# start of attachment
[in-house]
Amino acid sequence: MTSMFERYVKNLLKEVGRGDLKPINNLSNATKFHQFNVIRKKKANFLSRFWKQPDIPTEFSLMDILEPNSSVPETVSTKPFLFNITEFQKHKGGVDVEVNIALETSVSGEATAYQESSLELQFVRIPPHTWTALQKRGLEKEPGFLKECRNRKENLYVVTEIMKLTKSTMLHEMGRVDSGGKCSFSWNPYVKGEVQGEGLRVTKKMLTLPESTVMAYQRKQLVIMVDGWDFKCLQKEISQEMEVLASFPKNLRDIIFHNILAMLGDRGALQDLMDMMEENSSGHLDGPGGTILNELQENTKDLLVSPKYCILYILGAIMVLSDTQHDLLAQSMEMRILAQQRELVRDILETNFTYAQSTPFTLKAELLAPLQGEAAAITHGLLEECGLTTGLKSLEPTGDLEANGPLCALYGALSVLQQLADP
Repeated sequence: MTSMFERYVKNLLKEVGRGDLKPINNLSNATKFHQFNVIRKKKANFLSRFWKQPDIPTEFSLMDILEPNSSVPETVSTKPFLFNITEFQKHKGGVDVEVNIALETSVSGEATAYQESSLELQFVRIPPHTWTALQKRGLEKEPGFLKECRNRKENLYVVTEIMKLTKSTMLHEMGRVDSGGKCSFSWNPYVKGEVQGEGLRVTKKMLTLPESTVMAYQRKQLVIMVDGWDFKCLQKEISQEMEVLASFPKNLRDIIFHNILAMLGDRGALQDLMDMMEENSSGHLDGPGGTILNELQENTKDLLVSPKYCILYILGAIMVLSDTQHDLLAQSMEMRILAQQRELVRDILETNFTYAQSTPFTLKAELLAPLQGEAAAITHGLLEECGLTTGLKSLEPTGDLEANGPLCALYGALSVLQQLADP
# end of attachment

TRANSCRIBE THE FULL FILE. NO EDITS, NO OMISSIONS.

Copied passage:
[in-house]
Amino acid sequence: MTSMFERYVKNLLKEVGRGDLKPINNLSNATKFHQFNVIRKKKANFLSRFWKQPDIPTEFSLMDILEPNSSVPETVSTKPFLFNITEFQKHKGGVDVEVNIALETSVSGEATAYQESSLELQFVRIPPHTWTALQKRGLEKEPGFLKECRNRKENLYVVTEIMKLTKSTMLHEMGRVDSGGKCSFSWNPYVKGEVQGEGLRVTKKMLTLPESTVMAYQRKQLVIMVDGWDFKCLQKEISQEMEVLASFPKNLRDIIFHNILAMLGDRGALQDLMDMMEENSSGHLDGPGGTILNELQENTKDLLVSPKYCILYILGAIMVLSDTQHDLLAQSMEMRILAQQRELVRDILETNFTYAQSTPFTLKAELLAPLQGEAAAITHGLLEECGLTTGLKSLEPTGDLEANGPLCALYGALSVLQQLADP
Repeated sequence: MTSMFERYVKNLLKEVGRGDLKPINNLSNATKFHQFNVIRKKKANFLSRFWKQPDIPTEFSLMDILEPNSSVPETVSTKPFLFNITEFQKHKGGVDVEVNIALETSVSGEATAYQESSLELQFVRIPPHTWTALQKRGLEKEPGFLKECRNRKENLYVVTEIMKLTKSTMLHEMGRVDSGGKCSFSWNPYVKGEVQGEGLRVTKKMLTLPESTVMAYQRKQLVIMVDGWDFKCLQKEISQEMEVLASFPKNLRDIIFHNILAMLGDRGALQDLMDMMEENSSGHLDGPGGTILNELQENTKDLLVSPKYCILYILGAIMVLSDTQHDLLAQSMEMRILAQQRELVRDILETNFTYAQSTPFTLKAELLAPLQGEAAAITHGLLEECGLTTGLKSLEPTGDLEANGPLCALYGALSVLQQLADP